Social Prescribing: a Tool for Health Professionals

Last Updated: October 11, 2023

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This tool is designed to support health professionals working in primary care to implement social prescribing in their practice. This resource brings together the best available evidence and expert opinion to provide guidance on social prescribing.

Introduction to social prescribing

Social prescribing 1–3, 6
What is social prescribing?

Social prescribing is a practical way for health professionals to address social determinants of health by connecting people with a range of resources that support their social, mental and physical well-being. 

It expands the options available in primary care and connects people to non-clinical services and programs in the community to improve their health and well-being. Social prescribing may help patients with their: 

  • Mental health/substance use 
  • Social support system 
  • Financial wellbeing 
  • Housing 
  • Physical activity 
  • Creative self-expression 
  • Activities of daily living and instrumental activities of daily living
Why is it beneficial?
  • It addresses social determinants of health, which is key to improving health outcomes.
  • Empowers people to take an active role in co-creating their health and well-being. 
  • Helps people build meaningful connections.
  • Promotes autonomy and sense of purpose. 
  • Enhances a partnership built on advocacy and accompaniment. 
  • Allows for  more holistic, person-centred care.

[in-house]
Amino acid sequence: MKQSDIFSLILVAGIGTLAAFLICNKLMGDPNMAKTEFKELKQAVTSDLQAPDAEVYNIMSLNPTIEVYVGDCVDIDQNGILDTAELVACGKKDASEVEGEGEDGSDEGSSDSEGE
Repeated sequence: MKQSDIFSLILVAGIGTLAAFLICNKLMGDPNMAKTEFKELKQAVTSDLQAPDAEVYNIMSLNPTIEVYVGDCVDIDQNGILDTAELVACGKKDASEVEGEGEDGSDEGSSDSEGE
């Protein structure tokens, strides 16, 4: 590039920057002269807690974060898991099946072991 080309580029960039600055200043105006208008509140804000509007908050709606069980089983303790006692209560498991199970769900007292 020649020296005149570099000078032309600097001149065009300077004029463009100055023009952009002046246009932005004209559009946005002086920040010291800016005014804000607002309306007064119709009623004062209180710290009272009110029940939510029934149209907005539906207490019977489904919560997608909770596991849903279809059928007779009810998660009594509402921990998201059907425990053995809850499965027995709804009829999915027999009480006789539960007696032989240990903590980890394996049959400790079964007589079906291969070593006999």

• Reduces utilization of primary and emergency care, decreasing the overall stress on the healthcare system. 


Who is it for?

Anyone, but it is most helpful for people with a high burden of social or systemic factors that adversely impact their health. 

Examples that may indicate a social prescribing need include:   

  • Skipping a medication because they don’t have coverage and can’t afford it. 
  • Those who may be lonely or socially isolated. 
  • Those for whom affordable childcare would mean the ability to focus on their health, participate in therapy, work, etc. 
  • Trouble getting nutritious food because of income or limited mobility. 
  • Those who have a limited or absent formal support system. 

How you are already implementing social prescribing: 

  • Connecting people with the Trillium Drug Program and disability-related income supports. 
  • Suggesting programs at an older adult centre. 
  • Connecting someone to the Alzheimer Society of Canada, Ontario Caregiver Org, etc. 
  • Museum passes for low income families. 
  • Sharing information about where to access free meals, when food security is an issue. 
  • Connecting someone who has low vision with the association for the blind so that they can get IT recommendations that will promote their independence and autonomy.